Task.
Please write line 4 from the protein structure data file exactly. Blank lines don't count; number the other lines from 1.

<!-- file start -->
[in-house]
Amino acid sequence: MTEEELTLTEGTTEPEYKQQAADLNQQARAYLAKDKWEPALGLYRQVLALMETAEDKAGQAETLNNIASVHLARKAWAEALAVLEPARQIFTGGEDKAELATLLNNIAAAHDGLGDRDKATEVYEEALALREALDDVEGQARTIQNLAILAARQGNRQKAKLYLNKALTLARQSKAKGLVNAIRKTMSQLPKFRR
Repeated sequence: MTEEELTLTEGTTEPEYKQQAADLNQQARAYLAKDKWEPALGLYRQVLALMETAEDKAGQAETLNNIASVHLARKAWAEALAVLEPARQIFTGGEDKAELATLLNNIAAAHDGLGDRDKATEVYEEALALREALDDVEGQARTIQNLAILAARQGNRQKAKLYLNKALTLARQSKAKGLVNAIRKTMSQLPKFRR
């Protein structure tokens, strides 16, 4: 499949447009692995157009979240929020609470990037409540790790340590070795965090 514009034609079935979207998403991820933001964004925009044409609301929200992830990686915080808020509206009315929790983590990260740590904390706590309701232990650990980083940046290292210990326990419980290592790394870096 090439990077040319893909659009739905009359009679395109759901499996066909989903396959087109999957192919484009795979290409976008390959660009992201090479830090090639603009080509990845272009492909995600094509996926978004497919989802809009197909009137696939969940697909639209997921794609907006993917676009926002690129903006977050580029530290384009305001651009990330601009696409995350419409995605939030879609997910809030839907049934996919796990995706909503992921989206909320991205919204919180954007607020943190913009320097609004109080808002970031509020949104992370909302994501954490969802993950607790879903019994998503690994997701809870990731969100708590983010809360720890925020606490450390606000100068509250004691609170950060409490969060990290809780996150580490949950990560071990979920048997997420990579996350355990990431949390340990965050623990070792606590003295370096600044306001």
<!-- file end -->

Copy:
């Protein structure tokens, strides 16, 4: 499949447009692995157009979240929020609470990037409540790790340590070795965090 514009034609079935979207998403991820933001964004925009044409609301929200992830990686915080808020509206009315929790983590990260740590904390706590309701232990650990980083940046290292210990326990419980290592790394870096 090439990077040319893909659009739905009359009679395109759901499996066909989903396959087109999957192919484009795979290409976008390959660009992201090479830090090639603009080509990845272009492909995600094509996926978004497919989802809009197909009137696939969940697909639209997921794609907006993917676009926002690129903006977050580029530290384009305001651009990330601009696409995350419409995605939030879609997910809030839907049934996919796990995706909503992921989206909320991205919204919180954007607020943190913009320097609004109080808002970031509020949104992370909302994501954490969802993950607790879903019994998503690994997701809870990731969100708590983010809360720890925020606490450390606000100068509250004691609170950060409490969060990290809780996150580490949950990560071990979920048997997420990579996350355990990431949390340990965050623990070792606590003295370096600044306001």